Newark Mayor Cory Booker slams Obama campaign attack on Romney’s work for Bain Capital

Mayor Cory Booker of Newark, a close ally of President Obama in the upcoming election, slammed the president’s campaign Sunday for ads attacking Mitt Romney’s work for the private-equity firm Bain Capital.

Booker, who noted that many of his constituents are investors in or employees of New York-based financial firms, said it was wrong for the Obama campaign to portray the expected Republican nominee as someone who pursued profits by slashing jobs while serving as Bain’s chief executive.

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“If you look at the totality of Bain Capital’s record, they’ve done a lot to support businesses, to grow businesses,” Booker said during an appearance on NBC’s “Meet the Press.” “And this, to me, I’m very uncomfortable with.”

The mayor later released a YouTube video in which he tried to clarify his comments and emphasize his support for the president.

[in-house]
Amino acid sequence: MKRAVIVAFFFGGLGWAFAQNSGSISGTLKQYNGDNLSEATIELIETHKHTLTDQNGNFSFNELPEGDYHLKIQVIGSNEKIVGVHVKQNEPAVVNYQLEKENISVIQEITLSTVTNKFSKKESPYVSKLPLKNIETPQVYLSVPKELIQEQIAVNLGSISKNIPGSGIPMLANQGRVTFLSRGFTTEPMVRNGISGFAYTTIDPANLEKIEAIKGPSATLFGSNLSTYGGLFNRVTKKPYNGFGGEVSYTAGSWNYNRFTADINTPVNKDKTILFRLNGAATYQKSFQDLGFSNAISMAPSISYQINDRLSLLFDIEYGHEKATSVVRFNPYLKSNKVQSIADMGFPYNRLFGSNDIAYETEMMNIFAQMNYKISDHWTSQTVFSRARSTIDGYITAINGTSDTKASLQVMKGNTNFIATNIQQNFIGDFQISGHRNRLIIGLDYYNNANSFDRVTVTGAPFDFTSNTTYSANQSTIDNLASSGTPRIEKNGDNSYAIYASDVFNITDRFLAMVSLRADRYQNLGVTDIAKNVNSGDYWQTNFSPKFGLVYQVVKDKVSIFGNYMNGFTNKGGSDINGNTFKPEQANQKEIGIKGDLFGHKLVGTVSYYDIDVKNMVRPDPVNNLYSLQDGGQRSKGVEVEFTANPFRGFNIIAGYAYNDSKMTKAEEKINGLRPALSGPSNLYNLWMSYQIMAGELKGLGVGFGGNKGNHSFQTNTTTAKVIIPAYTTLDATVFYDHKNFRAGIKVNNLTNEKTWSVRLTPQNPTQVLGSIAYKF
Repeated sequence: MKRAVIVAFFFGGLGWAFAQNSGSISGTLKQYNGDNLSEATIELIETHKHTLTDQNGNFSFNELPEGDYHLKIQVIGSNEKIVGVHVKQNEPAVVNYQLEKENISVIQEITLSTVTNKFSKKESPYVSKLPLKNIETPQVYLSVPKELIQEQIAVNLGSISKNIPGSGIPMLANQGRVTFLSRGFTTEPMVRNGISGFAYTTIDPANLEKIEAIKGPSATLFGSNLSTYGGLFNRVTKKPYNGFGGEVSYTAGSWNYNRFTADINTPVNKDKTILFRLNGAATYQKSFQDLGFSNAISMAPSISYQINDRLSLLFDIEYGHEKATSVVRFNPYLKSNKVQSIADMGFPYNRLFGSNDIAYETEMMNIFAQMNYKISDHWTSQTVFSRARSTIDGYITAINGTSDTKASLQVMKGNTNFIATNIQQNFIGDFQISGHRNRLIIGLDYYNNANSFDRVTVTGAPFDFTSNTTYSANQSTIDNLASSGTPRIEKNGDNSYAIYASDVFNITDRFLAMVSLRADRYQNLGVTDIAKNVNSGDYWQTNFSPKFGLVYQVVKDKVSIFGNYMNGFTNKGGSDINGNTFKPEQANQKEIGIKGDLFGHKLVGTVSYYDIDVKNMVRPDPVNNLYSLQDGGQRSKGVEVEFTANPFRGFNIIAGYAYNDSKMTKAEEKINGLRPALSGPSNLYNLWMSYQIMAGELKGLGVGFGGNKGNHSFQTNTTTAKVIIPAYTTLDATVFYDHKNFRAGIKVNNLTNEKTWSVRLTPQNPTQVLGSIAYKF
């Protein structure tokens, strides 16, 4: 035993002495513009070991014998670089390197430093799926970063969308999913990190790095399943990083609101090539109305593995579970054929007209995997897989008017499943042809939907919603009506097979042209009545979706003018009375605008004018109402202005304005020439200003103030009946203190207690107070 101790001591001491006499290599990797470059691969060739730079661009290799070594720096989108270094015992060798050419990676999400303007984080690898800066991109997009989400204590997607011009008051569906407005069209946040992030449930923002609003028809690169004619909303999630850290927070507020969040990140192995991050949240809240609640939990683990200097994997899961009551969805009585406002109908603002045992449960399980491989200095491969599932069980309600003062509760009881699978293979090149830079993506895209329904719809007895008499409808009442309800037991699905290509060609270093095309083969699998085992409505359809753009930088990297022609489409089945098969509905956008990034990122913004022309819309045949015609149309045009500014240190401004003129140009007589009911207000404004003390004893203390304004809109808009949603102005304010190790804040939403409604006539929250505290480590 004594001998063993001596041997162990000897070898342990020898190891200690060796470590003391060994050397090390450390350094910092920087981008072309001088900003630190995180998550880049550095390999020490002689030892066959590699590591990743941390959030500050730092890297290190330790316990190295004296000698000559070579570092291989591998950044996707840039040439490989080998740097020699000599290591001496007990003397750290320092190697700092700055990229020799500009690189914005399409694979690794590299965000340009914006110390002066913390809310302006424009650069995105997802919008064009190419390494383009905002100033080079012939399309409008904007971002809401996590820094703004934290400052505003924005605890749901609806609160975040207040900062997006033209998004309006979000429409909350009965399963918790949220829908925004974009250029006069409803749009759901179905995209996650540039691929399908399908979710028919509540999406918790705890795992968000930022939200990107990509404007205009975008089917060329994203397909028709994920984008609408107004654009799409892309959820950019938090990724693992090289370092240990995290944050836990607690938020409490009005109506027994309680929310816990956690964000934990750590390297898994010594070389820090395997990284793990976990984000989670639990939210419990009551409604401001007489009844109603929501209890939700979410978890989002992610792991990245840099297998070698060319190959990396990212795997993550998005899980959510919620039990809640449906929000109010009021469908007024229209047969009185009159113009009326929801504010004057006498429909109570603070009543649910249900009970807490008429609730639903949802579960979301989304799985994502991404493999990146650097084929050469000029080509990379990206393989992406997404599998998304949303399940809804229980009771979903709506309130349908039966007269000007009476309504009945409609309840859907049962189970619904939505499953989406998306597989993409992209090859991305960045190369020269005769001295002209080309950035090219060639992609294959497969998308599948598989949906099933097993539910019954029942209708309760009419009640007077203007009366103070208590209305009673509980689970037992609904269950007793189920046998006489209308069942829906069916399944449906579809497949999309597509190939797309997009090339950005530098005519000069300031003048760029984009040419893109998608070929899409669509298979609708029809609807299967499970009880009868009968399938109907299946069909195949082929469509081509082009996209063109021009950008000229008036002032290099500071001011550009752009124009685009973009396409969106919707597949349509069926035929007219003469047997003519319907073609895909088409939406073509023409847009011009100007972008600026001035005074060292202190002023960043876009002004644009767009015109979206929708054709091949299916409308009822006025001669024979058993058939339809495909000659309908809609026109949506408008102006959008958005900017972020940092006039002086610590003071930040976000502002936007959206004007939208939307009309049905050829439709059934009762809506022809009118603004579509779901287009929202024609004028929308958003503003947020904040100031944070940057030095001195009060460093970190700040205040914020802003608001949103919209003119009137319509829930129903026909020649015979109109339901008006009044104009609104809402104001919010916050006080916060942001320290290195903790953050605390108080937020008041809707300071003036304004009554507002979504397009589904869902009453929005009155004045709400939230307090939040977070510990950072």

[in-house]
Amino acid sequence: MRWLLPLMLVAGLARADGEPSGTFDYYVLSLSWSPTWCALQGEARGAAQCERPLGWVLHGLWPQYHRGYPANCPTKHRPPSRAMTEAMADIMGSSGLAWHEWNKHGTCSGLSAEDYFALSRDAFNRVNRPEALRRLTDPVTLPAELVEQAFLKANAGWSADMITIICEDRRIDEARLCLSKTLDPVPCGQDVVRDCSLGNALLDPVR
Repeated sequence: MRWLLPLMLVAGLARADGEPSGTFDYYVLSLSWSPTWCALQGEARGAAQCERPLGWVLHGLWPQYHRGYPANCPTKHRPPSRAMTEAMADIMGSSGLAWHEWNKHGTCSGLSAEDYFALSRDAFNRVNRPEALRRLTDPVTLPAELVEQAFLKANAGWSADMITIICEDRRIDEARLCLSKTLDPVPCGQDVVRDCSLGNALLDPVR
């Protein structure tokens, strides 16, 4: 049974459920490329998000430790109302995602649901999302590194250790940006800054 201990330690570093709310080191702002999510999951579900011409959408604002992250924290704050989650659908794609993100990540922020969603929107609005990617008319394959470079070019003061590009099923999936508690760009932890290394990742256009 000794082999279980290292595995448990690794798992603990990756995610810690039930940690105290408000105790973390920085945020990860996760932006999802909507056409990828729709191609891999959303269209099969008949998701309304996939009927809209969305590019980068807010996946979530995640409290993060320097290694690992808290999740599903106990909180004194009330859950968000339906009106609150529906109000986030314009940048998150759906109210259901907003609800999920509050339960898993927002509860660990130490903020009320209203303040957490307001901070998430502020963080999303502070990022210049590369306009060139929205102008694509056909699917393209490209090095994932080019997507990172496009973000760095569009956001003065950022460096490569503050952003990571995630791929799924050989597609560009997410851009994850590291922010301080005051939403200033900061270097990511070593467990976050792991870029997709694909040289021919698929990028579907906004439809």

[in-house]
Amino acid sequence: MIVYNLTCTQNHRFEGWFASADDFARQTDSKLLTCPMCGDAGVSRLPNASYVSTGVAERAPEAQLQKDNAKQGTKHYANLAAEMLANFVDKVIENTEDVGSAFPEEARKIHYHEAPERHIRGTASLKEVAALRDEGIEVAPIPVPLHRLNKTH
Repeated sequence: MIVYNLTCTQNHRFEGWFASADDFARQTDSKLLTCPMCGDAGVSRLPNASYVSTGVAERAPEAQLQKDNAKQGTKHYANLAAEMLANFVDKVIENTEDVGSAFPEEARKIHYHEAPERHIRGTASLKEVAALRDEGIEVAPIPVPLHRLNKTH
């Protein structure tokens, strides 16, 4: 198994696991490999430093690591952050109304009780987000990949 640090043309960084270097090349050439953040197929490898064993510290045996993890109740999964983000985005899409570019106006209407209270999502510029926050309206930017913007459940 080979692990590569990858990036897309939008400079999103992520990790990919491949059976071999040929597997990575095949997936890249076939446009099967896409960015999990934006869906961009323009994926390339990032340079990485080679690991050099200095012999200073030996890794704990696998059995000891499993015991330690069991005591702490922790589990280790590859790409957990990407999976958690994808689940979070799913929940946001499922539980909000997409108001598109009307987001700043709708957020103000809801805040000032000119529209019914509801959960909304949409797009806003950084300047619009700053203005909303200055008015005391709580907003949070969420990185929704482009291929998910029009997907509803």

Booker’s remarks earlier Sunday were aimed at a television advertisement introduced by the Obama campaign last week that sharply criticized Romney’s record at Bain — a line of attack seen as central in an election whose outcome is expected to be shaped by voters’ economic concerns.

The advertisement intersperses somber interviews with former steelworkers at a plant once owned by Bain and upbeat footage of Romney on the campaign trail. One of the workers calls Romney a “job destroyer.”

Booker’s criticism of the advertisement could help Romney’s campaign as it seeks to fend off attacks related to his record at a firm that held investments in a variety of industries.

I have to just say, from a very personal level, I’m not about to sit here and indict private equity,” Booker said. “I live in a state where pension funds, unions and other people are investing in companies like Bain Capital.”

But Booker also took aim at reports that Romney supporters had planned to make advertisements reviving Obama’s connection to the Rev. Jeremiah Wright, a controversial minister in Chicago.

“This kind of stuff is nauseating to me on both sides,” Booker said. “It’s nauseating to the American public. Enough is enough. Stop attacking private equity. Stop attacking Jeremiah Wright.”

Romney criticized the Wright ad before it was introduced.

Booker’s criticism of the Obama ad may deliver a particular sting because of his close ties to Obama and prominent role in the campaign.

 
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